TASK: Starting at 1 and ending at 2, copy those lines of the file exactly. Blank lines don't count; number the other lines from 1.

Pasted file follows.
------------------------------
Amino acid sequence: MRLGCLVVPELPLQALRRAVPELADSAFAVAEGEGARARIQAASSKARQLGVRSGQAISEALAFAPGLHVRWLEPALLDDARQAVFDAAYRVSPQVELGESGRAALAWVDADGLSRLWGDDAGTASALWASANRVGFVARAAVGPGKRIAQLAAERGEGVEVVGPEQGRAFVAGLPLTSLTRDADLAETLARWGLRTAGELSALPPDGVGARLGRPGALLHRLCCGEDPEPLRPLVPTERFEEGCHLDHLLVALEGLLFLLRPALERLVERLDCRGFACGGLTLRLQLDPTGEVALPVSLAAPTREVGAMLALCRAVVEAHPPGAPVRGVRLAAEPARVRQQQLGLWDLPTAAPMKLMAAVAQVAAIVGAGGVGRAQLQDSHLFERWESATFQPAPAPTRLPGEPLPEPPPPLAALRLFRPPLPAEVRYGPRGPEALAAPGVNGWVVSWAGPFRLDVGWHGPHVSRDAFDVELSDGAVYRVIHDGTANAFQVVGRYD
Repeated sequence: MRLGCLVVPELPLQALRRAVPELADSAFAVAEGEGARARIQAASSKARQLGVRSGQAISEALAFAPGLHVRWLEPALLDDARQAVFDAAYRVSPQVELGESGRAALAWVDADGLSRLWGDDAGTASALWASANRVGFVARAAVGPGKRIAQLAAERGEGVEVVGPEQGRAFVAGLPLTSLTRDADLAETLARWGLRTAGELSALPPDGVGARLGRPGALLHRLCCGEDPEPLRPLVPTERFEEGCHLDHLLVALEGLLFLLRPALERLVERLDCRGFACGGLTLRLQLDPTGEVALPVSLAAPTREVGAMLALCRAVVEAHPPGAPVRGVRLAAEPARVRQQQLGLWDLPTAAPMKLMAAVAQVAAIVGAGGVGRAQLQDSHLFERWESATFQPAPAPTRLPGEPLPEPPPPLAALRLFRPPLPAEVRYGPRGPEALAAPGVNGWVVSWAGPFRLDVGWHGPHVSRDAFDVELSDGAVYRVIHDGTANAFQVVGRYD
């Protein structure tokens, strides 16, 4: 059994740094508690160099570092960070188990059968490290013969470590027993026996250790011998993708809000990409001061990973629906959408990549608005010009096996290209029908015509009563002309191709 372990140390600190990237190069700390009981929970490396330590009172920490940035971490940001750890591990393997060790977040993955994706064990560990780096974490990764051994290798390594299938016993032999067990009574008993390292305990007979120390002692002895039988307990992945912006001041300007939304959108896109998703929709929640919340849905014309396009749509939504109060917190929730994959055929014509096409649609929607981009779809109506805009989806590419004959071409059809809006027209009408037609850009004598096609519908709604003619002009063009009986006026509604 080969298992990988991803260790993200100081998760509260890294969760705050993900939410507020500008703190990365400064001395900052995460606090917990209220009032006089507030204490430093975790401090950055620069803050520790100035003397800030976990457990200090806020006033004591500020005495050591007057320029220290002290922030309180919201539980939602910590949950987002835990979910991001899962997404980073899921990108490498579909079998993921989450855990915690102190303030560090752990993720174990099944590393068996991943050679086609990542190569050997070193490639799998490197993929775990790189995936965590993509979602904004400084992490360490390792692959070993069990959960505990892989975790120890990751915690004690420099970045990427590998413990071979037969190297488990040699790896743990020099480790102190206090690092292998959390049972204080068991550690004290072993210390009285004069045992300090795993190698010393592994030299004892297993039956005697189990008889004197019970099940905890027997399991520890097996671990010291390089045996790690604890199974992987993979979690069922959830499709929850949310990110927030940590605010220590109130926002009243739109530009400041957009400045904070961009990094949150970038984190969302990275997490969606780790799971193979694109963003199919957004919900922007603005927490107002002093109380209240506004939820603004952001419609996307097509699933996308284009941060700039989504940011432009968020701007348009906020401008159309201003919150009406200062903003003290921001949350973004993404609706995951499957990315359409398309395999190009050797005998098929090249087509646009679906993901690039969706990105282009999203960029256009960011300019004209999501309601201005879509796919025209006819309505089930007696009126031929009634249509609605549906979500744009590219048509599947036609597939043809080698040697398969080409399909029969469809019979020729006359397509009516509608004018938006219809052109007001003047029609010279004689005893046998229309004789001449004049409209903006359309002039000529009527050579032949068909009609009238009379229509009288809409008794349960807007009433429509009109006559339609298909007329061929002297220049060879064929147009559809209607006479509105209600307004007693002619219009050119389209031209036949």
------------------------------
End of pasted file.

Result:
Amino acid sequence: MRLGCLVVPELPLQALRRAVPELADSAFAVAEGEGARARIQAASSKARQLGVRSGQAISEALAFAPGLHVRWLEPALLDDARQAVFDAAYRVSPQVELGESGRAALAWVDADGLSRLWGDDAGTASALWASANRVGFVARAAVGPGKRIAQLAAERGEGVEVVGPEQGRAFVAGLPLTSLTRDADLAETLARWGLRTAGELSALPPDGVGARLGRPGALLHRLCCGEDPEPLRPLVPTERFEEGCHLDHLLVALEGLLFLLRPALERLVERLDCRGFACGGLTLRLQLDPTGEVALPVSLAAPTREVGAMLALCRAVVEAHPPGAPVRGVRLAAEPARVRQQQLGLWDLPTAAPMKLMAAVAQVAAIVGAGGVGRAQLQDSHLFERWESATFQPAPAPTRLPGEPLPEPPPPLAALRLFRPPLPAEVRYGPRGPEALAAPGVNGWVVSWAGPFRLDVGWHGPHVSRDAFDVELSDGAVYRVIHDGTANAFQVVGRYD
Repeated sequence: MRLGCLVVPELPLQALRRAVPELADSAFAVAEGEGARARIQAASSKARQLGVRSGQAISEALAFAPGLHVRWLEPALLDDARQAVFDAAYRVSPQVELGESGRAALAWVDADGLSRLWGDDAGTASALWASANRVGFVARAAVGPGKRIAQLAAERGEGVEVVGPEQGRAFVAGLPLTSLTRDADLAETLARWGLRTAGELSALPPDGVGARLGRPGALLHRLCCGEDPEPLRPLVPTERFEEGCHLDHLLVALEGLLFLLRPALERLVERLDCRGFACGGLTLRLQLDPTGEVALPVSLAAPTREVGAMLALCRAVVEAHPPGAPVRGVRLAAEPARVRQQQLGLWDLPTAAPMKLMAAVAQVAAIVGAGGVGRAQLQDSHLFERWESATFQPAPAPTRLPGEPLPEPPPPLAALRLFRPPLPAEVRYGPRGPEALAAPGVNGWVVSWAGPFRLDVGWHGPHVSRDAFDVELSDGAVYRVIHDGTANAFQVVGRYD